Blockade of muscarinic receptors impairs reconsolidation of older fear memory by decreasing cholinergic neurotransmission: A study in rat model of PTSD.Life Sci. 2020 Jun 25 [Online ahead of print]LS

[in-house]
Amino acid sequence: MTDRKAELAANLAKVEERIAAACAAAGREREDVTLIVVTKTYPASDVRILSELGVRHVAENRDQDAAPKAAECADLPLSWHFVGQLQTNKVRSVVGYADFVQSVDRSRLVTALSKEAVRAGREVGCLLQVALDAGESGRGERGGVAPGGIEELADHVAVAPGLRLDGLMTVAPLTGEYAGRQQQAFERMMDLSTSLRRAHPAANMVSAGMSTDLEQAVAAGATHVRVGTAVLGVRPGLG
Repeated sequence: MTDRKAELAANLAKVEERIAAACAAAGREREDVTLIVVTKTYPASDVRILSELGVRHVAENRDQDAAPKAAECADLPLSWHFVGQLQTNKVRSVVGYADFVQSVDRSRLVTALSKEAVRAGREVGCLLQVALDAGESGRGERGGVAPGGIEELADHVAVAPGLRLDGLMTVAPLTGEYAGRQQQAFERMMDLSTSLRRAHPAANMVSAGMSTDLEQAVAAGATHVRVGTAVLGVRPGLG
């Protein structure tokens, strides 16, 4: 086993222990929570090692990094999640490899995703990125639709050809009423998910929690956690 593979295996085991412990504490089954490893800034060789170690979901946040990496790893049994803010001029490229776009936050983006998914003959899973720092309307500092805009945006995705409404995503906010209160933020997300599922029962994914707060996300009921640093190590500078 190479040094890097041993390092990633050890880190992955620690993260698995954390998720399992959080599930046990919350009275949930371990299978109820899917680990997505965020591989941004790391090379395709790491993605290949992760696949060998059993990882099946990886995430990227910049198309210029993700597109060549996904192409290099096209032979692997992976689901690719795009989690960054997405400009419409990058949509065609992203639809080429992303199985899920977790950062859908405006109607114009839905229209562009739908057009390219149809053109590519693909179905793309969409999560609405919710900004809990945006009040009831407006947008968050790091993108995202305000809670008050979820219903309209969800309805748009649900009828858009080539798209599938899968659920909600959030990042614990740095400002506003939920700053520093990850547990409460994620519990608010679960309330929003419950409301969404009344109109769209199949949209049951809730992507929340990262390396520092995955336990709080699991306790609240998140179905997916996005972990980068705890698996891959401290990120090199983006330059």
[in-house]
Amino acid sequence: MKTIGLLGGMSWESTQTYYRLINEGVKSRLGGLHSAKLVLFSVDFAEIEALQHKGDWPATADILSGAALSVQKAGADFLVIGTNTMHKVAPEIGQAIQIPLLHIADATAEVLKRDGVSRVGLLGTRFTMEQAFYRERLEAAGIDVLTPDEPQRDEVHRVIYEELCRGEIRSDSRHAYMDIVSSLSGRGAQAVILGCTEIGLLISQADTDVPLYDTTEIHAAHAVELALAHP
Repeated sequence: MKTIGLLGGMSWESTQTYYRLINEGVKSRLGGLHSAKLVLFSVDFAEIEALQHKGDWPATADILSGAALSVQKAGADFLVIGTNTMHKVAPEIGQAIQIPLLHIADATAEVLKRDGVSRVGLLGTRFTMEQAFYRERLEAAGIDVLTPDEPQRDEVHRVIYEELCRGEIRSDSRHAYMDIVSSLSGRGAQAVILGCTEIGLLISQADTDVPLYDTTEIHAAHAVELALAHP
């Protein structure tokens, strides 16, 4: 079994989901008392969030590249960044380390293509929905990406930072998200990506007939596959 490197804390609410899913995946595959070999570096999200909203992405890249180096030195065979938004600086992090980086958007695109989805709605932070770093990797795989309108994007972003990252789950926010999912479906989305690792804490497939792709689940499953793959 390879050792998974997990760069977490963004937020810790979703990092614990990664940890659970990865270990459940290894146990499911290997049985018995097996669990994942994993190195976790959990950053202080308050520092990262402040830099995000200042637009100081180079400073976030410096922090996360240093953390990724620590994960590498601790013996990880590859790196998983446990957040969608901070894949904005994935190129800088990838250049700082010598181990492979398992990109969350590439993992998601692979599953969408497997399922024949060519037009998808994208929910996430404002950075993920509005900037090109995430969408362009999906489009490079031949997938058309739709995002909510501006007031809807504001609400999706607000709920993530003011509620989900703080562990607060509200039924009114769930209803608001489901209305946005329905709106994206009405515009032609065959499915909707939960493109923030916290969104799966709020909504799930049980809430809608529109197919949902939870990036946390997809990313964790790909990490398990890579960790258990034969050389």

The age and strength of fear memory are two potential parameters that can be influenced by the impairing effects of pharmacological agents on reconsolidation of fear memory. In reconsolidation, stored information is rendered labile again after being reactivated. Pharmacological manipulations at this stage result in an inability to retrieve the fear memories, suggesting that they are erased or persistently inhibited. This fear memory impairment phenomenon can be valuable to treat post-traumatic stress disorders (PTSD). Previously β-adrenergic antagonist propranolol has been repeatedly reported to impair fear memory in the treatment of PTSD. Atropine has also shown to disrupt memory formation. The present study was therefore designed to compare the effects of atropine and propranolol on reconsolidation of older fear memory in rat model of PTSD using Pavlovian fear conditioning apparatus. For this purpose 18 rats were taken and divided into control, atropine and propranolol groups and subjected to Pavlovian fear conditioning trials in order to develop animal model of PTSD. To evaluate the reconsolidation impairment of fear memory by atropine and propranolol, short term and long term memory was tested after reactivation of fear memory in rats. The present findings demonstrate that atropine significantly decreases fear expression. These results suggest that atropine significantly reduces the strength of fear memories and may be effective in the treatment of psychiatric disorders especially in PTSD.